‘The two of them are brought together, and now it’s about how much they can be united as a team as they face everything that’s going to go in front of them.’
At this point in the story, Lyra’s inherent ability to trust has been largely broken by Lord Asriel, who she had grown up believing was her uncle. The second season of His Dark Materials was supposed to include a standalone episode about Lord Asriel’s story. However, while the majority of the season was filmed before the pandemic, the episode about Lord Asriel unfortunately had to be cut.
But could the episode be released in some form in future?
‘I don’t think that would be quite right,’ Jack responded, explaining that the ‘new bit of story’ was written ‘with the full cooperation of Philip Pullman’.
‘It was the hardest thing I’ve had to write for His Dark Materials by quite some distance, and we got four hours in and then it was like, shutters. Which was really upsetting but we were so much luckier than most, so we can’t complain.’
For Jack, one of the most exciting moments in the new season, which ‘you might call a second act turn’, comes in episode 5, an episode written entirely by fellow writer Francesca. ‘For me, the whole series revolves around this one moment, when you see four people meet and the sparks that arise from that meeting. It’s just this moment of pure emotion,’ he said with anticipation.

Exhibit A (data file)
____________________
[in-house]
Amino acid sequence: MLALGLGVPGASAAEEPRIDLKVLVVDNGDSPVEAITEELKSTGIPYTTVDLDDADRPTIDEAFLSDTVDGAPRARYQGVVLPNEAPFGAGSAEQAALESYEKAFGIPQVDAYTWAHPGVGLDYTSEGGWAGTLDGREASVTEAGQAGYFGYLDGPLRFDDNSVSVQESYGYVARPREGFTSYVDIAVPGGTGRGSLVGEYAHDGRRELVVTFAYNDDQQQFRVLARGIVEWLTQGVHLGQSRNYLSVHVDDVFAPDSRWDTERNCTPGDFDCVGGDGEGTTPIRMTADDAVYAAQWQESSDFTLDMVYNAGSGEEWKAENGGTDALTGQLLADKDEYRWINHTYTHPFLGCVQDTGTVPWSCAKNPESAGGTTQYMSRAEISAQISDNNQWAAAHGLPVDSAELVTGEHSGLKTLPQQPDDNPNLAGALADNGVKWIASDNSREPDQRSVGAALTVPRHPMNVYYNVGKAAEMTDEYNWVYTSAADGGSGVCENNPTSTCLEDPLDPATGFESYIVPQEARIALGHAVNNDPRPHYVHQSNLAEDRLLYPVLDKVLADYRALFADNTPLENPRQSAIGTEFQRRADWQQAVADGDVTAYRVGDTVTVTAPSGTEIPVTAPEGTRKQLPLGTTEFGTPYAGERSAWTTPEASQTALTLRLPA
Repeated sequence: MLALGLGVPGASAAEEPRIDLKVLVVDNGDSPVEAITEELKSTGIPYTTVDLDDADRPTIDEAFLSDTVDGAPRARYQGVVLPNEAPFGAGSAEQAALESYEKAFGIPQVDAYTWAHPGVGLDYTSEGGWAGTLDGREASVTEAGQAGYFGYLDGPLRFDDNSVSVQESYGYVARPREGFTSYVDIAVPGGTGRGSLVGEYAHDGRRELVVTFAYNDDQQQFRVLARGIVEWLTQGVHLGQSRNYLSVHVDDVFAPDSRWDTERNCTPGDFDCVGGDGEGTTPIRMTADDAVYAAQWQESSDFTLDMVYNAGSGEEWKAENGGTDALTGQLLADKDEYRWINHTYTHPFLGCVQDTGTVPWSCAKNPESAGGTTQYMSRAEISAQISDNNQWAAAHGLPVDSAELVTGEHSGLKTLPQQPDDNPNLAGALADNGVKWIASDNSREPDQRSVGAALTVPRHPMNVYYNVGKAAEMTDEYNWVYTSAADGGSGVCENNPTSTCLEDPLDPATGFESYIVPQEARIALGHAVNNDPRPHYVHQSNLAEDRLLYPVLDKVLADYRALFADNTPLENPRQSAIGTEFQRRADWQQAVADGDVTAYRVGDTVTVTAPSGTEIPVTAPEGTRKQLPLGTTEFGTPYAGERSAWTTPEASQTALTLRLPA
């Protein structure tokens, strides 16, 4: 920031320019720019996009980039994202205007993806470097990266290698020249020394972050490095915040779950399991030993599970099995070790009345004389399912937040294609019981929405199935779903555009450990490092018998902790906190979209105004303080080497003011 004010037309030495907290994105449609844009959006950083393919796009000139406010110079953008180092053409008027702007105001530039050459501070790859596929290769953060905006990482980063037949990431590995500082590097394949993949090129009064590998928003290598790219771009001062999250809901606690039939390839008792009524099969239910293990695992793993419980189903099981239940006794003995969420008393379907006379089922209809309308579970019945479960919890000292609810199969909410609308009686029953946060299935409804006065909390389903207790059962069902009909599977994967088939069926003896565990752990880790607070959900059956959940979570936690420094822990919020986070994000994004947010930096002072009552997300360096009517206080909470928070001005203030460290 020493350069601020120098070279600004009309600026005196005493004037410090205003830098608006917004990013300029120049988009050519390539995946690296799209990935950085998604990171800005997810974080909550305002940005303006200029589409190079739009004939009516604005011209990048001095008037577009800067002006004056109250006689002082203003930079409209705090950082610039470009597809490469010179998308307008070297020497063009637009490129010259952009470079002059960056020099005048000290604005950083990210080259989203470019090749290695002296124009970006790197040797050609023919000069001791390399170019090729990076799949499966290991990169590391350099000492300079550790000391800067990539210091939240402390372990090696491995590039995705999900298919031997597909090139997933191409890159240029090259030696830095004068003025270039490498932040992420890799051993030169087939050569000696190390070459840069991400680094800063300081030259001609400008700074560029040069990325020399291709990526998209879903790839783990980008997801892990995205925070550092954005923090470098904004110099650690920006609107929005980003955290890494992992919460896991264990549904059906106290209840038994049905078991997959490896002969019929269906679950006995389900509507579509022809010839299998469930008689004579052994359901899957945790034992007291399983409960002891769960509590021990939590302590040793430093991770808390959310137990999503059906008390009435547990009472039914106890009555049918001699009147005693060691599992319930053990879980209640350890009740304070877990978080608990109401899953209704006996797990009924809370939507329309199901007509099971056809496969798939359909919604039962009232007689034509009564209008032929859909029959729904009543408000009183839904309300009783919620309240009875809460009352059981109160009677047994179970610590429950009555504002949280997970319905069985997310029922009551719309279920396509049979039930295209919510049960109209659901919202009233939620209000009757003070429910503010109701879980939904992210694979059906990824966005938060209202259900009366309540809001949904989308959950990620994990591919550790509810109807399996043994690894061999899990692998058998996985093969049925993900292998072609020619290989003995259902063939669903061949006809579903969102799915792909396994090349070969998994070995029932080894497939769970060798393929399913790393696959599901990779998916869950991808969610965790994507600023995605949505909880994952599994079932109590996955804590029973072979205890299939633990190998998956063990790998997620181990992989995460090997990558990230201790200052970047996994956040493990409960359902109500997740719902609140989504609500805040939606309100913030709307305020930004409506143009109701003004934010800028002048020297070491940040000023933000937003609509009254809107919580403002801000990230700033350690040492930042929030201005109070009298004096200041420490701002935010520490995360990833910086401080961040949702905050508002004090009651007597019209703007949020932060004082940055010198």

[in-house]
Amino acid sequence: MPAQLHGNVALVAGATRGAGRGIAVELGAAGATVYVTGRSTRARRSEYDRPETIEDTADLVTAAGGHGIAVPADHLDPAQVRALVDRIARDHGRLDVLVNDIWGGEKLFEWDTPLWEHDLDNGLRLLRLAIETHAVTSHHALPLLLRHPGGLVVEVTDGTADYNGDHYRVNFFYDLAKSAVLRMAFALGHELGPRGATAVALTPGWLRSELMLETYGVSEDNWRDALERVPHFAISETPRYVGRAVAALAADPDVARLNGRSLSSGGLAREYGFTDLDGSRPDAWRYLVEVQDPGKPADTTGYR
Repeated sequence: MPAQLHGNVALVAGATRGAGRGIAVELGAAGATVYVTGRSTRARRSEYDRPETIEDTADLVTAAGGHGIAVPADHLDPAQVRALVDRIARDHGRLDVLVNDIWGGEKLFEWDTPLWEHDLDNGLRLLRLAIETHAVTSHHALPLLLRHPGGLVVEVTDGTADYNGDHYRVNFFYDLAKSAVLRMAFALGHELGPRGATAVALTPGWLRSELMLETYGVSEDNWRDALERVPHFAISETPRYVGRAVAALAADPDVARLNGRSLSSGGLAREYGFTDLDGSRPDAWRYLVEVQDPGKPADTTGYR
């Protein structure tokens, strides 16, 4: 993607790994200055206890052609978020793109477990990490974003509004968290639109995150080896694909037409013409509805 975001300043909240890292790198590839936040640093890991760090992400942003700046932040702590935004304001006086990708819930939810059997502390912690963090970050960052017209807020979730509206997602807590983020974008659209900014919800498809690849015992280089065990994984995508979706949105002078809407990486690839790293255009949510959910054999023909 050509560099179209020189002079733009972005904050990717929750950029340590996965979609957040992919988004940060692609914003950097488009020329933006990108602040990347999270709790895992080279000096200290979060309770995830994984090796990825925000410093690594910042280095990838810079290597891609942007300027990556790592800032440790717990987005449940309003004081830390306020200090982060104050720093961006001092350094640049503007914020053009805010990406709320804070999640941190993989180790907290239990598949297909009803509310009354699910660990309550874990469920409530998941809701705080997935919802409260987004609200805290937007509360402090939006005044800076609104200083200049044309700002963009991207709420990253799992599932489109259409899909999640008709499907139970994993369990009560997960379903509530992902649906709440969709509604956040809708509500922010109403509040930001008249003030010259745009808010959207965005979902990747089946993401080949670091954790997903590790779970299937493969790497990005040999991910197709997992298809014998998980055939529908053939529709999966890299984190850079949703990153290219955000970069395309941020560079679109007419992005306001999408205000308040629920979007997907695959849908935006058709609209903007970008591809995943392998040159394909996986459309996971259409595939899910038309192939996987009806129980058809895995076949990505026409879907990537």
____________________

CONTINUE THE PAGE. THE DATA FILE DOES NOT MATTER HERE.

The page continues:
The writer is incredibly humble when discussing his involvement with the show, showering his writing team with praise, describing the actors as ‘authors’ and commending VFX supervisor Russell Dodgson, production designer Joel Collins and executive producers Jane Tranter and Dan McCulloch for bringing the terrifying Spectres and ‘eerie’ city of Cittàgazze to life on screen.
Nonetheless, he is clearly proud to be one of the creative forces behind His Dark Materials, a show that will provide viewers with a much-needed source of distraction and escapism just days after a second lockdown was established in England.
‘I hope it soothes. It’s definitely an escape to another world. It’s a darker world than the world we met in series 1, but I hope that the core ideas within it are ones that people enjoy,’ he said.
‘I hope that the bigger messages of the show, about the choices that adults make and the choices that children make, and the way that we perhaps have let down our kids, and how we need to protect and trust them, I hope that those things shine through when discussions [are being had] about whether kids should be allowed to be fed.’
Jack continued, stating: ‘There’s a compassion to these stories, and we are living in an age of a government that seems to lack compassion, and I hope that shines through too. I think that these stories are about thinking about those sort of big issues. I love the way that Philip writes because I think that he writes with real clarity about the world and I hope that clarity translates to the screen.’
Season 2 episode 1 of His Dark Materials airs on Sunday 8 November at 8.10pm on BBC One.
Credit: Original article published here.